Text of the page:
Culture

21 Facts About Mexican Dishes You Definitely Didn’t Know

Mexican food is popular all over the world for its bold flavors. Tacos can be found on almost every continent of the world, and many Americans consider Mexican food to be a comfort food. The tradition of Mexican cooking is rich with culture and heritage, and it is an art that’s preserved in many families. Learn more about the history of Mexican food in this article, as well as some fun facts. See what makes Mexican food some of the tastiest and most interesting cuisine on the planet.

1. Where Tomatoes Were First Grown

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Tomatoes originated in Mexico. It’s a common ingredient in foods from all over the world. Its wild ancestor, the Solanum pimpinellifolium grew in Peru and Ecuador. It was cultivated by the Aztecs, and the seeds were brought over to Spain. Little wild tomatoes can be found all over the region.

2. Tamales Go Way Back

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Tamales are more than 8,000 years old. It is a traditional Indian recipe that cooks the food in corn husks. Vendors each have different recipes, based on the time of year and what they have on hand. The word comes from the Nahuatl word tamalii, which translates to steamed corn dough. El zacahui is a giant 3 foot tamale that weighs 150 pounds, found on the state of San Luis Potosi.

3. Who Was Margarita?

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The margarita is a drink that’s said to have been created for a showgirl named Marjorie King. The owner of the restaurant Rancho La Gloria named Carlos “Danny” Herrera served her the drink in the 1930’s. Later, a German ambassador’s daughter who was named Margarita Henkel was served the drink by a bartender named Don Carlos Orozco.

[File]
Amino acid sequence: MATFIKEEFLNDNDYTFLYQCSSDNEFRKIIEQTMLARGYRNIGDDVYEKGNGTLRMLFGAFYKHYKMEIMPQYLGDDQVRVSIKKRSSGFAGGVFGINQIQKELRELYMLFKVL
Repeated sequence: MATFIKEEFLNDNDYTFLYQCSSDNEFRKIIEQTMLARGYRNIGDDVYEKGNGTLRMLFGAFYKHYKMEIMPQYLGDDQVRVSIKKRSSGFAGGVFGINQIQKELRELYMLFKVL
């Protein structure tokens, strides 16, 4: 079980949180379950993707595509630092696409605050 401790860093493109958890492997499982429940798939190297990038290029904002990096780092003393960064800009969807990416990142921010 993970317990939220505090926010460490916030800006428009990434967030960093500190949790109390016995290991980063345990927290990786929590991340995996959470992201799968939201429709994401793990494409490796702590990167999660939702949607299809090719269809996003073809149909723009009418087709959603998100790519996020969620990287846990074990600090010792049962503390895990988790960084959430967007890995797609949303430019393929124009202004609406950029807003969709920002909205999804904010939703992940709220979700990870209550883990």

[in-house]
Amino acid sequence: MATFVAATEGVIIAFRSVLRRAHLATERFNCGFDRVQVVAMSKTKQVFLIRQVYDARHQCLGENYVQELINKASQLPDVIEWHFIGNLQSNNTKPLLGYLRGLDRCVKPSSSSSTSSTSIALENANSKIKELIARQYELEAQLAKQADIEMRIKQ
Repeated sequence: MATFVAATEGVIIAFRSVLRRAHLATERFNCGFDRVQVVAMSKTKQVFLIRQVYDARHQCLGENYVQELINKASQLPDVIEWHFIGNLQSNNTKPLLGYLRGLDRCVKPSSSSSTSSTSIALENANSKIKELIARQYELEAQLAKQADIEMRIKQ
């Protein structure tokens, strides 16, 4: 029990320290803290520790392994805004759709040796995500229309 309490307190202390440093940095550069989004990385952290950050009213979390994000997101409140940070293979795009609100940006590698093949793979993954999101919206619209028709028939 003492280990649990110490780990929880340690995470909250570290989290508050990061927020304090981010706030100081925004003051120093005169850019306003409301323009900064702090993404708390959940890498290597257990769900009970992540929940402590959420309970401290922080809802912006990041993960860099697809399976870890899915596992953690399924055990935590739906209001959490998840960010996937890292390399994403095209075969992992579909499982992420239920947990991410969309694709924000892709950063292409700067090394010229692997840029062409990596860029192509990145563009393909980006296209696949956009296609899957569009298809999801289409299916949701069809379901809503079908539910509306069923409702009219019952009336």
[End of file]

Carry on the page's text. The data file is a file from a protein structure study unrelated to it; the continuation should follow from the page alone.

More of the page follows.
4. True World Cuisine

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Mexican food is multicultural blend of Native American, European, African, and Caribbean influences. These include plantains from the Caribbean, spices from Africa, and confectionery creations like pan or dulches from Europe. Many dishes used animals bred and domesticated in Europe, as well as rice which is from Asia.

5. Holiday Traditions

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Most holidays have special bakery items that Mexicans eat. For Christmas, a tradition is to eat circular shaped butter cookies with red and green sprinkles made to look like wreaths. On Cinco de Mayo, a popular snack is churros with coconut sauce.

6. World Heritage Cuisine

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Did you know UNESCO only recognizes 3 cuisines in the world on its intangible heritage lists, and Mexico is one of the three, with the other two being Mediterranean and French. It is a cuisine that is recognized all over the world as delicious.

7. The Legend Of The Nacho

Nachos were invented by the owner of a restaurant named Ignacio “Nacho” Araya. Nacho is a nickname of Ignacio that is common in Mexico. He is said to have made it in 1949 for a late night group that came. He invented the dish on the spot, using ingredients he could find in the kitchen and calling it Nacho’s Especialies, later shortened to nachos.

8. Where did Fajitas Come From?